The eduroam initiative started in 2003 within TERENA’s Task Force on Mobility, TF-Mobility. The task force created a test bed to demonstrate the feasibility of combining a RADIUS-based infrastructure with 802.1X standard technology to provide roaming network access across research and education networks. The initial test was conducted among five institutions located in the Netherlands, Finland, Portugal, Croatia and the UK. Later, other national research and education networking organisations in Europe embraced the idea and gradually started joining the infrastructure, which was then named eduroam.
eduroam allows any eduroam-enabled user to get network access at any institution connected to eduroam. Depending on local policies at the visited institutions, eduroam participants may also have additional resources (for example printers) at their disposal.
Today eduroam is a federation of federations (confederation); single federations are run at national level and they are all connected to a regional confederation.
The Global eduroam Governance Committee was constituted in November 2010 and at the moment comprises seven senior representatives of ROs in North America, Asia-Pacific and Europe. TERENA finalised the summary charter for global eduroam governance after extensive consultation with eduroam leaders from these regions. The GeGC members are officially appointed by TERENA on the basis of nominations from their regional confederation or regional groups of ROs.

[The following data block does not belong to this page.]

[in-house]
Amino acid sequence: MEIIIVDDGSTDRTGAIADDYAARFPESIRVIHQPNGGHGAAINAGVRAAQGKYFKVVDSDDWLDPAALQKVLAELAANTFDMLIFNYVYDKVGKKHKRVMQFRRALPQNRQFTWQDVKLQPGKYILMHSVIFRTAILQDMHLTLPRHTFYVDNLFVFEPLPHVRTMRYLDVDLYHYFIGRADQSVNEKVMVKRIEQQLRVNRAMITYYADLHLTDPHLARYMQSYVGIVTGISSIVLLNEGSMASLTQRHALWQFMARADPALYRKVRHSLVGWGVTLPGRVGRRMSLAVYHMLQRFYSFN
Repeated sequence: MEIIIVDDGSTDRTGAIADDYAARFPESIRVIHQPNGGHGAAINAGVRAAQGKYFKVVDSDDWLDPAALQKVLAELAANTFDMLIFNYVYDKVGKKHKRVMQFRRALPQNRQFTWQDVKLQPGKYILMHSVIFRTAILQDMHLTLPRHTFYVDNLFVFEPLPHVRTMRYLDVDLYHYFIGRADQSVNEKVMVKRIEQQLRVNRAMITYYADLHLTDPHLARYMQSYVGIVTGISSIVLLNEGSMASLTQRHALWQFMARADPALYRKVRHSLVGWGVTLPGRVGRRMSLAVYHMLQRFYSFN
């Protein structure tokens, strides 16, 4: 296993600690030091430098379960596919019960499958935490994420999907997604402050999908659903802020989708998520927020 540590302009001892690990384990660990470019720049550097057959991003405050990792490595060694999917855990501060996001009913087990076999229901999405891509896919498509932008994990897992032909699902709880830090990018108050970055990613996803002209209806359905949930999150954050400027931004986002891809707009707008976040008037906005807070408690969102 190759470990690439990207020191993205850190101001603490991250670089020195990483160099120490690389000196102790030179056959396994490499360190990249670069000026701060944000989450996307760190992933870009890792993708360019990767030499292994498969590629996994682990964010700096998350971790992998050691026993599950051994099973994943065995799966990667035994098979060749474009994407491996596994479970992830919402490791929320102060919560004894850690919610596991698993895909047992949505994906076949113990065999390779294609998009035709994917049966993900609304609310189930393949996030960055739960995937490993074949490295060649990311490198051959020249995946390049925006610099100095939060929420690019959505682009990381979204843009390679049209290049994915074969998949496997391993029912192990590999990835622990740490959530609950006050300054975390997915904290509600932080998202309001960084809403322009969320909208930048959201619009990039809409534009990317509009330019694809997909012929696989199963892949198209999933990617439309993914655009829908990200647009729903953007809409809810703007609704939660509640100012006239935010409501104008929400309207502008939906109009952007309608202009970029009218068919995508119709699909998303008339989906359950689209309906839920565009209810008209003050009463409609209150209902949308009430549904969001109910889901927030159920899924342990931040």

The summary charter for Global eduroam Governance is defined in the GeGC Terms of Reference. TERENA provides secretariat support for the Global eduroam Governance Committee.
eduroam technology is based on 802.1X standard and a hierarchy of RADIUS proxy servers.
The role of the RADIUS hierarchy is to forward the users’ credentials to the users’ home institution, where they can be verified and validated.
When a user requests authentication, the user’s realm determines where the request is routed to. The realm is the suffix of the user-name, delimited with ‘@’, and is derived from the organisation’s DNS domain name.
Every institution (i.e. university or equivalent) that wants to participate in eduroam connects its institutional RADIUS-server to the national top-level RADIUS (NTLR) server of the country where the institution is located.
The NTLR is normally operated by the National Research and Education Network (NREN) of that country. These country-level servers have a complete list of the participating eduroam institutions in that country. This is sufficient to guarantee national roaming.
For international roaming, a regional top-level RADIUS server is needed in order to roam the users request to the right country. Currently there are two main regions where eduroam is deployed: Europe and Asia-Pacific.
In the case of Europe the top-level RADIUS server (ETLR) are operated by the Dutch NREN (SURFnet) and the Danish NREN (UNI-C).
In the case of Asia-Pacific, the top-level RADIUS server (APTLR) is operated by the Australian NREN (AARNet) and by the University of Hong Kong
Where can I eduroam?
Having started in Europe, eduroam has gained momentum throughout the research and education community world wide and is now available in 60 territories world wide. You can find here the full list of connected countries.